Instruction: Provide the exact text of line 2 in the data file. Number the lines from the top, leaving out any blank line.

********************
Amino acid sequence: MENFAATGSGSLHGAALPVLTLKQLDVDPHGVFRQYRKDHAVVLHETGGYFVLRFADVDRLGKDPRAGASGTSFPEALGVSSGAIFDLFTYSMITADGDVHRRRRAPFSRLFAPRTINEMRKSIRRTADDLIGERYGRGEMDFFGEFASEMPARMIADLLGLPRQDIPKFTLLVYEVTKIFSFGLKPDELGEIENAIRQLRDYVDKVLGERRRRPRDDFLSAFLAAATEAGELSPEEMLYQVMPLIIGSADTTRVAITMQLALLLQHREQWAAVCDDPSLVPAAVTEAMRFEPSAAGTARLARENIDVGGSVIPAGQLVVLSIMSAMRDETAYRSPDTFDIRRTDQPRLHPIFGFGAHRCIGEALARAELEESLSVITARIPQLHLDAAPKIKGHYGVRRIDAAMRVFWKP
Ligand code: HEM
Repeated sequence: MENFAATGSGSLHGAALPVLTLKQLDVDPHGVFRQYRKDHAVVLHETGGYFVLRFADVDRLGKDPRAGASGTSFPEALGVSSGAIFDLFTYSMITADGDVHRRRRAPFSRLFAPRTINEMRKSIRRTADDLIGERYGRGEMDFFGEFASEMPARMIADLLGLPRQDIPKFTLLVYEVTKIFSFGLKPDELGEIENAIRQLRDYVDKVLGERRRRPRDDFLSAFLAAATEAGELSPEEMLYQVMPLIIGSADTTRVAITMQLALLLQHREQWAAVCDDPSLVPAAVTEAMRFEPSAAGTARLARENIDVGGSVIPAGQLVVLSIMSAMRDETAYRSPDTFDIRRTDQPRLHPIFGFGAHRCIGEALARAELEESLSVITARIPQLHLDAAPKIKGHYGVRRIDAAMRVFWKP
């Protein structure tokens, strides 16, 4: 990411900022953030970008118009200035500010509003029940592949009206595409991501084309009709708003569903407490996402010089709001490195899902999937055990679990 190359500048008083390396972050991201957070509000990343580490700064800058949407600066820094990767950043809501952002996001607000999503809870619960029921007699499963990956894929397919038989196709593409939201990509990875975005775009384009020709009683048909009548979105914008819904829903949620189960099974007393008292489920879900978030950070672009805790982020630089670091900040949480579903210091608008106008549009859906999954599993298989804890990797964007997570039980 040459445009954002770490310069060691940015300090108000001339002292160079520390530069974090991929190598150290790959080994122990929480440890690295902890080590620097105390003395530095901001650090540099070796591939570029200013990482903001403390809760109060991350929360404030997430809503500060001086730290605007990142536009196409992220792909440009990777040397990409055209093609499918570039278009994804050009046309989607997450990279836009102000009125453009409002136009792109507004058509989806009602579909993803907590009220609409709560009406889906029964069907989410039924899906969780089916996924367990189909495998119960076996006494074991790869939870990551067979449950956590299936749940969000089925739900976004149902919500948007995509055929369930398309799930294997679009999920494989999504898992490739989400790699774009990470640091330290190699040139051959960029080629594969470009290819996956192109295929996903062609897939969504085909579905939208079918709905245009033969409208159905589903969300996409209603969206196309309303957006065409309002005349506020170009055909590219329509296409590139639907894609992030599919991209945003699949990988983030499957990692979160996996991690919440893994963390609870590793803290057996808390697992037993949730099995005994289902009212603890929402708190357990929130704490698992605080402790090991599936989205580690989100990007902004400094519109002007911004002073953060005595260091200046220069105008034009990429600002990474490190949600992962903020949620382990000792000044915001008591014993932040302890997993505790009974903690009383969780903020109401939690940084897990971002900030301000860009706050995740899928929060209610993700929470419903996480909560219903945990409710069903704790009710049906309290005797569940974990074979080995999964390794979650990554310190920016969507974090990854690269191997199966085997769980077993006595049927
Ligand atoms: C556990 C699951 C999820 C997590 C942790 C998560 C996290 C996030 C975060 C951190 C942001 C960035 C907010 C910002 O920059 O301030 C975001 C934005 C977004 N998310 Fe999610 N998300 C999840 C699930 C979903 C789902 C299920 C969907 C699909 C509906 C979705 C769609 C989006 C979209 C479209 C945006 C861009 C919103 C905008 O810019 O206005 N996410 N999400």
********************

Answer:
Ligand code: HEM